India has made remarkable progress over the past 50 years in improving rates of adult literacy and school enrolment for boys and girls. However, there are concerns about drop-out rates and the quality of education, especially in government schools. It is important to appreciate that children learn both within and outside the classroom. There is a need to understand the extent to which basic numeracy and literacy skills are influenced by the home environment. If parents and communities are to play a role in compensating for the low quality of public schooling, it is important to consider how policies can support them to do so.
The state of Andhra Pradesh has made considerable economic progress but lags in terms of social indicators such as schooling and literacy of females. The authors use data from the Young Lives study to explore patterns of learning outcomes among eight-year old children in Andhra Pradesh. This paper aims to explore the issues related to child learning in state and private schools and the influence of parental education levels and other household factors.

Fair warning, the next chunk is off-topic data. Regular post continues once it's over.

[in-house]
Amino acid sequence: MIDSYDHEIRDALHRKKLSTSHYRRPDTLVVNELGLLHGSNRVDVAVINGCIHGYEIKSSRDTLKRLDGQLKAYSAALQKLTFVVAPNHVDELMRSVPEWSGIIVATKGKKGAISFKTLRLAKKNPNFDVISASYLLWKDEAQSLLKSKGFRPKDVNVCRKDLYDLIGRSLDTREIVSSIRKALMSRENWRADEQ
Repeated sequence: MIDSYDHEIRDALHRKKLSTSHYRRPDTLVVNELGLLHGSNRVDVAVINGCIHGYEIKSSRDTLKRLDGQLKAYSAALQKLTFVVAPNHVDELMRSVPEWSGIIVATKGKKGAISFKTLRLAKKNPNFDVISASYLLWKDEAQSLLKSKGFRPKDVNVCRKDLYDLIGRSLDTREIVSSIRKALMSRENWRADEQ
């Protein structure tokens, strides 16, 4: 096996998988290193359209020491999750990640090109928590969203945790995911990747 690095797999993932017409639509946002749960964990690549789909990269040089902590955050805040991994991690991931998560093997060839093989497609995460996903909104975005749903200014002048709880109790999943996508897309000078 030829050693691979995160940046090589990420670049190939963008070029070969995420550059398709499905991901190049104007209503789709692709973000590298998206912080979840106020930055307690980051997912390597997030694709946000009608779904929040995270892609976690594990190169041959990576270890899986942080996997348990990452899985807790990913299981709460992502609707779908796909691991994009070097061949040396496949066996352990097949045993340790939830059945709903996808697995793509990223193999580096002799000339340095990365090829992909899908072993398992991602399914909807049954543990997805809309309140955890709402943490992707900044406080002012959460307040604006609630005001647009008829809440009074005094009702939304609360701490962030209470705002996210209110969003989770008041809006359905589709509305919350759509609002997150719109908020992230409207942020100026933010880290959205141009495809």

Key findings are that children in private schools have better literacy and numeracy skills, regardless of wealth or caste, than children in government schools. Children with uneducated parents (especially mothers) are at a disadvantage, particularly if they attend government schools. Girls have lower learning scores than boys. There is a clear interplay between home and school. The effect of the caregiver?s education on child learning is greater for those attending state schools. These results reinforce previous findings about the role of parental factors, and indicate the kind of reforms that are necessary to improve education quality.
Keywords: India, Andhra Pradesh, education, achievement, gender, policy influence